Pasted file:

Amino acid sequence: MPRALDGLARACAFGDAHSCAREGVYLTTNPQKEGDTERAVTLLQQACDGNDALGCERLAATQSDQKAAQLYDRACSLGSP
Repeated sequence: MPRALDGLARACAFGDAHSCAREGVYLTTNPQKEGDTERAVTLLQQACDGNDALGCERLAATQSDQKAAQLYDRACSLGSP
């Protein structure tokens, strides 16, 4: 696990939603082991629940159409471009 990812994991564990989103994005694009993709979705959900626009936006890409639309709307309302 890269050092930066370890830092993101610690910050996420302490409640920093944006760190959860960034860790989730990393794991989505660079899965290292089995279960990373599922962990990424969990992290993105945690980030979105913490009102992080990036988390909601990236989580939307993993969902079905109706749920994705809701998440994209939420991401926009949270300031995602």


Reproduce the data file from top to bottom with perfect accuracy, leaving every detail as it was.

Amino acid sequence: MPRALDGLARACAFGDAHSCAREGVYLTTNPQKEGDTERAVTLLQQACDGNDALGCERLAATQSDQKAAQLYDRACSLGSP
Repeated sequence: MPRALDGLARACAFGDAHSCAREGVYLTTNPQKEGDTERAVTLLQQACDGNDALGCERLAATQSDQKAAQLYDRACSLGSP
């Protein structure tokens, strides 16, 4: 696990939603082991629940159409471009 990812994991564990989103994005694009993709979705959900626009936006890409639309709307309302 890269050092930066370890830092993101610690910050996420302490409640920093944006760190959860960034860790989730990393794991989505660079899965290292089995279960990373599922962990990424969990992290993105945690980030979105913490009102992080990036988390909601990236989580939307993993969902079905109706749920994705809701998440994209939420991401926009949270300031995602």